A Linear Feedback Shift Register (LFSR) is a logic configuration often applied in cryptography and authentication, random number generation, logic testing, communications coding, decoding and error correction.
There are 2 main LFSR configurations. In Fibonacci LFSRs, 2 or more Q outputs are Xor’d (logic exclusive OR) to generate feedback (externally) to the first input stage (D0). The other type, named after Evariste Galois, inserts Xor’d feedback (internally) between the D-flop stages.
By taping different output stages for feedback we can create different sequences with different run lengths. With proper choice of feedback stages we can create a Maximal Length Sequence with a run length of 2^n -1 combinations.
Example: 4 bit LFSR
With feedback taps chosen from Q0, Q3, this 4 bit LFSR generates a Maximal Length PRBS of 15 combinations (2^4 – 1).
If we count the number of consecutive 1’s and 0’s we find that 1/2 are 1 bit, one-quarter are 2 bits, one-eight are 3 bits etc. up to 1/(2^n) are n bits wide. Thus the distribution nearly equals the statistical expectation value for a truly random distribution. This type of analysis is shown for our 4 bit LFSR in the Table 2 below. Some difference between Actual versus Ideal Probability Expectation is noted, however for wider LFSRs, with more states, these Expectation values are very close. This is what gives a PRBS its pseudo random quality.
|Bit Pattern||Run Len.||#Occur.||Actual||Ideal|
Suppose we want to encrypt the message ‘HI’ which is ASCII Capital ‘H’ (‘b0100 1000) and ASCII Capital ‘I’ (‘b0100 1001). This makes our Plaintext = ‘b0100100001001001.
Select a 16 bit Key from Table 1, e.g. column D0 from t = 2 to 16 i.e. Key = ‘b1011001000111101. To encode the message, Xor each bit of Plaintext with the corresponding bit of Key. Remember that Xor is like binary addition (without the carry bit).
Generate Ciphertext by Xor’ng Key with Plaintext
Restore Plaintext by Xor’ng original Key with Ciphertext
Of course this is a trivial example (so you can follow along). If the key (initial state) were much wider, say 256 bits, the number of possible keys would be 1E+77. If you tried cracking the cipher by guessing 100 trillion keys per second it would still take 2.5E+47 universe lifetimes to try every possible key. Chances of success are very low.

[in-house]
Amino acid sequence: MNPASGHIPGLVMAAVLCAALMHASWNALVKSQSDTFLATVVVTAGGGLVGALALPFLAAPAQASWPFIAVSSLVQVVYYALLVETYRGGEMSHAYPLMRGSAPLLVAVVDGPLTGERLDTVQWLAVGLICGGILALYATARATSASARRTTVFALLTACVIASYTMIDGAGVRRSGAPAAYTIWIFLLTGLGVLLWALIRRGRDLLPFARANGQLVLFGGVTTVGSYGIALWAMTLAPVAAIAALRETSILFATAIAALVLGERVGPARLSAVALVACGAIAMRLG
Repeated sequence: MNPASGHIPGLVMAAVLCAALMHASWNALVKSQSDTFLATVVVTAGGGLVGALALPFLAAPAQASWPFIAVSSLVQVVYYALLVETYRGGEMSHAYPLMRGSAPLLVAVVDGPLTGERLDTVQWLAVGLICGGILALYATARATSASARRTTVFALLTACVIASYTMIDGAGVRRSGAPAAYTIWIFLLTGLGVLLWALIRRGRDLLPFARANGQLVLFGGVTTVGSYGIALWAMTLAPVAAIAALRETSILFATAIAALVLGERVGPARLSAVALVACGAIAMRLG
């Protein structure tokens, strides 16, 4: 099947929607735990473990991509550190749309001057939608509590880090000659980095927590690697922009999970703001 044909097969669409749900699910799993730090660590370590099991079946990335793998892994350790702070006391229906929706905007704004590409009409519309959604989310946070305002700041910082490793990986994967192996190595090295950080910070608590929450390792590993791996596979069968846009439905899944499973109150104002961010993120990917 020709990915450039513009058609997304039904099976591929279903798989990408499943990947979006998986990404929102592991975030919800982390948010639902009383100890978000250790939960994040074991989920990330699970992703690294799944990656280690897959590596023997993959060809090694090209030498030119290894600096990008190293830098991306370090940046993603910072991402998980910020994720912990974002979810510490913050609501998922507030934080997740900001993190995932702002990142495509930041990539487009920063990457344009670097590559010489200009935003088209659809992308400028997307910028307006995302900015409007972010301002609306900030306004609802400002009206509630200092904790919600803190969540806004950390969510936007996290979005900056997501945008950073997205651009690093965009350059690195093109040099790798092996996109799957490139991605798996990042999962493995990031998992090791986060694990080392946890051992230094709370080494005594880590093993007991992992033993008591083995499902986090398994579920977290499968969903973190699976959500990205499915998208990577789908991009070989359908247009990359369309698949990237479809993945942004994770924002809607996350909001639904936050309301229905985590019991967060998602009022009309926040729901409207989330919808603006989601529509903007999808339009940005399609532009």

To perform the necessary ATmega328P programming I modified an Arduino Uno by replacing the 28 lead MCU DIP (Dual Inline Package) with a narrow 28L ZIF (Zero Insertion Force) socket, and built the Adafruit 462 Standalone AVR ISP Programmer Shield Kit to program bootloaders into raw MCU ICs.
This was a satisfying project because it created unique Christmas gifts for my relatives and friends. Children especially, enjoy the voice/audio interaction. No doubt my relatives will not be satisfied unless my next revision is controlled by a Smartphone App and automatically uploads data to the Cloud for real time ambient noise analysis. I kept one Tree for myself to set on my piano so I can entertain guests with a multi-media performance of Christmas Carols.
Programmers are invited to play with LED sequences, switching delays and add digital filters or other functionality.
Building this standalone MCU project extended my development skills in the Arduino environment. 10 Tree units were assembled with 100% yield.
- Adafruit 462 bootloader Kit: https://www.adafruit.com/product/462
- LFSR Tutorial: https://www.eetimes.com/tutorial-linear-feedback-shift-registers-lfsrs-part-1/#
- ATmegea328P Fuse Programming: http://www.martyncurrey.com/arduino-atmega-328p-fuse-settings/
- LFSR Cryptography: https://cryptography.fandom.com/wiki/Linear_feedback_shift_register